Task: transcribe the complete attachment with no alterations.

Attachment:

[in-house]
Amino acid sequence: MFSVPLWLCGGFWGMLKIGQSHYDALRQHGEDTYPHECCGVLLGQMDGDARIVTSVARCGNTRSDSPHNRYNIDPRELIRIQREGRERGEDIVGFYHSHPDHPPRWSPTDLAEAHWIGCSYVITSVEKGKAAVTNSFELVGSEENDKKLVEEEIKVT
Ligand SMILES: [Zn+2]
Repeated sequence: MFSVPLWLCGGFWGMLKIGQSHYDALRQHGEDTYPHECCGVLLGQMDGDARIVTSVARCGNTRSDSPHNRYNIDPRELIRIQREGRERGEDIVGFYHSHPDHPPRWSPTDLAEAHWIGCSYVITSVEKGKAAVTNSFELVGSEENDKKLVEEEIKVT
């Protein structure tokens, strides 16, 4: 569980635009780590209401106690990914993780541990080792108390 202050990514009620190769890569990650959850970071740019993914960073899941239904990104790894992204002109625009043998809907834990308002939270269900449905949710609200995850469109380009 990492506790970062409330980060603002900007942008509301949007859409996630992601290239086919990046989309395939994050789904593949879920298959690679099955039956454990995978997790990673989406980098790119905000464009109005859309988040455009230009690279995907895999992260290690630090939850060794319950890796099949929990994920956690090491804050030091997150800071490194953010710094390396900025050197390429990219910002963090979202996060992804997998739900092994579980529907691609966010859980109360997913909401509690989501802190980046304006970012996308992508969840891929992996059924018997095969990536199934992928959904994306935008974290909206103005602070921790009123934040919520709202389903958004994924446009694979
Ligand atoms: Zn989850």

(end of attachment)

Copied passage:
[in-house]
Amino acid sequence: MFSVPLWLCGGFWGMLKIGQSHYDALRQHGEDTYPHECCGVLLGQMDGDARIVTSVARCGNTRSDSPHNRYNIDPRELIRIQREGRERGEDIVGFYHSHPDHPPRWSPTDLAEAHWIGCSYVITSVEKGKAAVTNSFELVGSEENDKKLVEEEIKVT
Ligand SMILES: [Zn+2]
Repeated sequence: MFSVPLWLCGGFWGMLKIGQSHYDALRQHGEDTYPHECCGVLLGQMDGDARIVTSVARCGNTRSDSPHNRYNIDPRELIRIQREGRERGEDIVGFYHSHPDHPPRWSPTDLAEAHWIGCSYVITSVEKGKAAVTNSFELVGSEENDKKLVEEEIKVT
């Protein structure tokens, strides 16, 4: 569980635009780590209401106690990914993780541990080792108390 202050990514009620190769890569990650959850970071740019993914960073899941239904990104790894992204002109625009043998809907834990308002939270269900449905949710609200995850469109380009 990492506790970062409330980060603002900007942008509301949007859409996630992601290239086919990046989309395939994050789904593949879920298959690679099955039956454990995978997790990673989406980098790119905000464009109005859309988040455009230009690279995907895999992260290690630090939850060794319950890796099949929990994920956690090491804050030091997150800071490194953010710094390396900025050197390429990219910002963090979202996060992804997998739900092994579980529907691609966010859980109360997913909401509690989501802190980046304006970012996308992508969840891929992996059924018997095969990536199934992928959904994306935008974290909206103005602070921790009123934040919520709202389903958004994924446009694979
Ligand atoms: Zn989850």